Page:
By Parthshri Arora
In Gujarat, with a new formula of youth leaders, mixed with oppressed minorities, and a dash of distressed Hindus, the Congress has shown they might still have some fight left in them.
In the end, shockingly, the Gujarat election results didn’t turn out to be what #hypemedia consumers and Yogendra Yadav had predicted. The BJP romped home with 99 out of 182 seats, Mr Modi’s charisma hitting yet another home run. The BJP will yet again form the government in Gujarat, even after 22 years of ruling the state casually referred to as the “Hindutva Laboratory of India”.
Hindsight is always 20/20, but the BJP taking the home state of the most popular and magnetic Indian leader since Indira Gandhi was a given. However from the wreckage of PM Modi’s Hindutva blitzkrieg, the Congress, fascinatingly, led by the newly coronated Rahul Gandhi, has projected a well laid-out grievance redressal system for those tired of bad implementation of economic policies like GST or demonetisation, and those tired of neech polarisation.
I don’t know whether Rahul read The Secret or finally looked out of his window, but the Clown Prince of Indian Politics genuinely came well-prepared this time. The Congress came to the Gujarat election armed with a formula, which, if scaled to the national level, may yet be able to counter the BJP juggernaut.
By now, it is well-documented that the Congress aimed to build a vote bank of Dalit, OBC, and anti-incumbent economically hurt Gujjus. But knowing that it was impossible to ignore the nearly 85 percent Hindu vote, Gandhi focused on countering the BJP’s image as the only Hindu party, by visiting over 25 temples and wearing a janeu to prove his Hinduness.
What about the Muslim vote? Let’s not go there.
To garner the distressed Gujju support, the Congress tapped into Hardik Patel of the Patidar movement; Jignesh Mevani, the face of the Dalit uprising in Una; and OBC leader Alpesh Thakor. Rahul stayed out of local issues, letting the three “Gujarat ke ladke”, who is unusually charismatic, slug it out with the BJP on the streets while backing them up with Congress’ election machinery. Rahul Gandhi supported them from a distance, rarely appearing in public with them (only Alpesh joined the Congress, Jignesh ran as an independent), keeping the Congress stench of losing away from the troika. And despite usual BJP ass-kissing from big media, Rahul blitzed the local forums, bringing together those angered by GST, promising a “True GST” with only one slab of 18 percent. What about the Muslim vote? Let’s not go there.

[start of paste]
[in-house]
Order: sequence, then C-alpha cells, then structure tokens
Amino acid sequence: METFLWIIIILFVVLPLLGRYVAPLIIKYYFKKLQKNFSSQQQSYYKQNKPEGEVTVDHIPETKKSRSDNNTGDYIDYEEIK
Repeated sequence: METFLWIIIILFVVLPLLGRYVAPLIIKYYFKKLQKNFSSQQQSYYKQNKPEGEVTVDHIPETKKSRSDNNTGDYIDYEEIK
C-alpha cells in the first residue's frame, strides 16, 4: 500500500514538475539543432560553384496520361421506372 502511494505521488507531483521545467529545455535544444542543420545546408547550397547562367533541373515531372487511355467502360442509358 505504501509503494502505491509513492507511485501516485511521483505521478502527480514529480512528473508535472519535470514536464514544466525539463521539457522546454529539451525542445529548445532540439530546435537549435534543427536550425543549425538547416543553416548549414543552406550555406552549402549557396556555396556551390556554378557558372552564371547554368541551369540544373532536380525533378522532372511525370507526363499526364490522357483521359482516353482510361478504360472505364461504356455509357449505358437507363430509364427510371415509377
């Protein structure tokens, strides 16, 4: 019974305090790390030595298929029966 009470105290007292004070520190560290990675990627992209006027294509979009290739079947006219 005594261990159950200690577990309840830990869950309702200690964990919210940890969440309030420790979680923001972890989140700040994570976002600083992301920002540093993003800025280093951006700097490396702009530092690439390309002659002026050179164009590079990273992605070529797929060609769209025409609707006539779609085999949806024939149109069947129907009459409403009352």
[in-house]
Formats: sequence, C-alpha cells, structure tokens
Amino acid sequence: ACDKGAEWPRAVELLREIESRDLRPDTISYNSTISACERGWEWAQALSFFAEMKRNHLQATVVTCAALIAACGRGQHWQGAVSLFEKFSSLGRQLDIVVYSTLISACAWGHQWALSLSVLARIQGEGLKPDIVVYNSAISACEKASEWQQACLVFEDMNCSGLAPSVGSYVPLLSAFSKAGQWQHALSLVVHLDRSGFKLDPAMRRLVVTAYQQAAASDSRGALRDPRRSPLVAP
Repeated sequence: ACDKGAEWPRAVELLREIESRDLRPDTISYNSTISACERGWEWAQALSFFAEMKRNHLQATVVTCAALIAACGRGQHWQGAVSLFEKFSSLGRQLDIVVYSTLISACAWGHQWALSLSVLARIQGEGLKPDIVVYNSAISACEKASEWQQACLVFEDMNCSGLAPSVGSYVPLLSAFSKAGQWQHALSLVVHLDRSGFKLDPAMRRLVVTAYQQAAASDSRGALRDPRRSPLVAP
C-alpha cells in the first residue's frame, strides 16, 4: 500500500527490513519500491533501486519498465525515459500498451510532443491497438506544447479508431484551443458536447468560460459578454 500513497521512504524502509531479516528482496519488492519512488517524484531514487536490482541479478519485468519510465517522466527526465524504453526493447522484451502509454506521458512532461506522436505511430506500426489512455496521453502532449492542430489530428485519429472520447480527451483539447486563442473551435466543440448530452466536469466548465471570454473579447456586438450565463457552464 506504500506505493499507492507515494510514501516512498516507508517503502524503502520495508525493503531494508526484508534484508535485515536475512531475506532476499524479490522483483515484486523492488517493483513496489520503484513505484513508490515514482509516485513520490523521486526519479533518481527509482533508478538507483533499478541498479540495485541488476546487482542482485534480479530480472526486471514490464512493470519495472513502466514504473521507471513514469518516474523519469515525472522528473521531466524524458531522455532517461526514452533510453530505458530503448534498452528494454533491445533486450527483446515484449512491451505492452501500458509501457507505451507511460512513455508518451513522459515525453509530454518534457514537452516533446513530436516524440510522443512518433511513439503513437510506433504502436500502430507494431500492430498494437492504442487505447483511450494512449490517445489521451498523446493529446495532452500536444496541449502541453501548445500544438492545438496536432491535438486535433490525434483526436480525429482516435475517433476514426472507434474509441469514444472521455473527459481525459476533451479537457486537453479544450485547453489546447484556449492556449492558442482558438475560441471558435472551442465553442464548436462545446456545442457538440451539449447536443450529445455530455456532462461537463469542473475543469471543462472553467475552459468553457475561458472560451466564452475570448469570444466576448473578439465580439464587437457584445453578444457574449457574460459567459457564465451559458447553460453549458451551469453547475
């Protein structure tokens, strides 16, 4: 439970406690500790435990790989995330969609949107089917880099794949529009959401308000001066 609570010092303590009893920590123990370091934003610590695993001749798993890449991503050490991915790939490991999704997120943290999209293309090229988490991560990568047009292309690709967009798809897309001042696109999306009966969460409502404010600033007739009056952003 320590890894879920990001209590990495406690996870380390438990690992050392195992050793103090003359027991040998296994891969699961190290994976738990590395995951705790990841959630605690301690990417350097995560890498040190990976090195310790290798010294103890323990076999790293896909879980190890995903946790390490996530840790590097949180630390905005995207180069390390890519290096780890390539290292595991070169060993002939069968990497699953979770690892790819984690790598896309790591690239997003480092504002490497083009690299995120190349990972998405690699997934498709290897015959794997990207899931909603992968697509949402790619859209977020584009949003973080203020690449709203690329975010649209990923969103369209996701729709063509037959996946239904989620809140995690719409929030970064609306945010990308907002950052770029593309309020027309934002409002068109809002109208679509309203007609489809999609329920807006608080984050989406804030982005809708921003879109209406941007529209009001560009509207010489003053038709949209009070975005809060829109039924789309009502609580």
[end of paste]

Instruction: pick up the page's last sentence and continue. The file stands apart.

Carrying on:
The result? Well, defeat really. But a different quality of defeat.
The massive chasm in the vote bank, where the BJP took the Hindu urban vote, but widespread agrarian distress, and this government’s failure to improve job creation meant they struggled massively in rural Gujarat. But the state is a top-tier Indian region when it comes to urbanisation, and if the urban vote forms the BJP’s core majority, this might not bode well for other elections in other states which skew rural.
Yet, it’s hardly possible to predict these things when career psephologists get them wrong.
The next big elections on the horizon are Rajasthan and Madhya Pradesh, where the Congress has perhaps two of its most important leaders in the long term — Sachin Pilot in Rajasthan and Jyotiraditya Scindia in MP — young guns ready to wrest the Grand Old Party from the stained likes of Kapil Sibal and P Chidambaram. Rajasthan is fast emerging as BJP’s “New Hindutva Lab”, with lynchings and murders every other day. But it’s MP where the Congress has a small hope of riding with an ascendant Scindia, on the back of a three-term anti-incumbency for the BJP.
The BJP’s freshness has steadily been turning stale. But with a new formula of youth leaders, mixed with oppressed minorities, with a dash of distressed Hindus, the Congress has shown they might still have some fight left.
They’ll face the acid test in April next year when Karnataka, where the Congress already has a government, goes to polls. Will they defend it successfully? Or buoyed by the rise in vote share in Gujarat, fall prey to overconfidence?
Featured image: Akshita Monga/Arré
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